Making A Revision Plan

I’m still working on the Song revision pass, and part of that is making a plan to guide and track those revisions.

Last year I had a good plan for revising Livia, but I didn’t take any notes on how I compiled it. This blog post, therefore, is in part here to act as a reminder for me of how to make a plan to follow.

  1. collect all the notes you have. These could come from several places:
    • inline manuscript comments – when I am writing, I often embed remarks about the text I’m writing in square brackets.
    • typo review comments – the initial review pass reveals many other things I need to address, scribbled in red pen on the page.
    • reader comments – if the book has been out to readers, they may have feedback to draw on
    • additional review comments – I will often do another review pass after the typo corrections because I find it easier to think about the structure and other elements of the story if the text errors aren’t getting in the way any more.*

    For Livia I had all of these sources to draw from, although for Song right now I only have the inline and typo review comments.

  2. sort the comments into buckets. This allows similar things to be worked on at the same time, but also helps flag any larger problems: if you see lots of notes about people knowing things at the wrong time, then you may have a timeline problem you need to fix.

    There are lots of ways to organise these: by character, by location, by artifact. My initial buckets are by level of detail:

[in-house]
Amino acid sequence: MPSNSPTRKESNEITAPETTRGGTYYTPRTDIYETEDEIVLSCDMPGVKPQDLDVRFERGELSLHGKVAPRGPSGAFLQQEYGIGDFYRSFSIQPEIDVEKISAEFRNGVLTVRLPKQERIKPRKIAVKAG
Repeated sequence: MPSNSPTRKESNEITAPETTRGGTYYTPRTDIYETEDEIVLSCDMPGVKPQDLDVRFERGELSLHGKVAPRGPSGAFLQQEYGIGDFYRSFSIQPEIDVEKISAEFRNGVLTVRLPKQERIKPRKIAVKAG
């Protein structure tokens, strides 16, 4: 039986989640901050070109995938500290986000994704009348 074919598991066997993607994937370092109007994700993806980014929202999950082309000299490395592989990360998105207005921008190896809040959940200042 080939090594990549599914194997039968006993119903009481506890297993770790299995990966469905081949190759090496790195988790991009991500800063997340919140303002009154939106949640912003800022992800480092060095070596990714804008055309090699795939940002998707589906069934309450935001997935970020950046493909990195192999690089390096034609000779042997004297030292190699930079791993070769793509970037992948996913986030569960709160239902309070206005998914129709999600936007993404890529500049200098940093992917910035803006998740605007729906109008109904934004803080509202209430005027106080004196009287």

• structural – things about the way the story is told overall
    • detail – specifics about one scene or character
    • copy – issues with the precise text

    For Song, there are some serious timeline issues to deal with, so I am going to figure that stuff out before doing another structural review.

  3. group and combine similar items
  4. work through all of them – tick them off as you go, track how many you’ve fixed and how many are left
  5. don’t be afraid to add more – you’ll find more issues as you are fixing other things so keep adding items in the proper place. Similarly, I mentioned various ways to sort the items earlier and it can be a good idea to rearrange them in different ways.

That’s what I do, anyway. How do you organise your revision?

[*] I really struggle to see past typos in my own writing, which is why I am always unconvinced whenever I see the advice to leave fixing grammar and typos until the underlying structure of the book is solid. I really have to fix the typos so the content is visible to me.

2 Replies to “Making A Revision Plan”

  1. William A. Beaulieu says:

    This is a good overview. I hope that you will do more like this as you go. Sometimes helping others like this is the best medicine for your own challenges so thank you so much for sharing this insight.

    1. Dunx says:

      thank you. I already have the beginnings of the next post I will write on this kind of mechanical topic, so rest assured there will be more of these!

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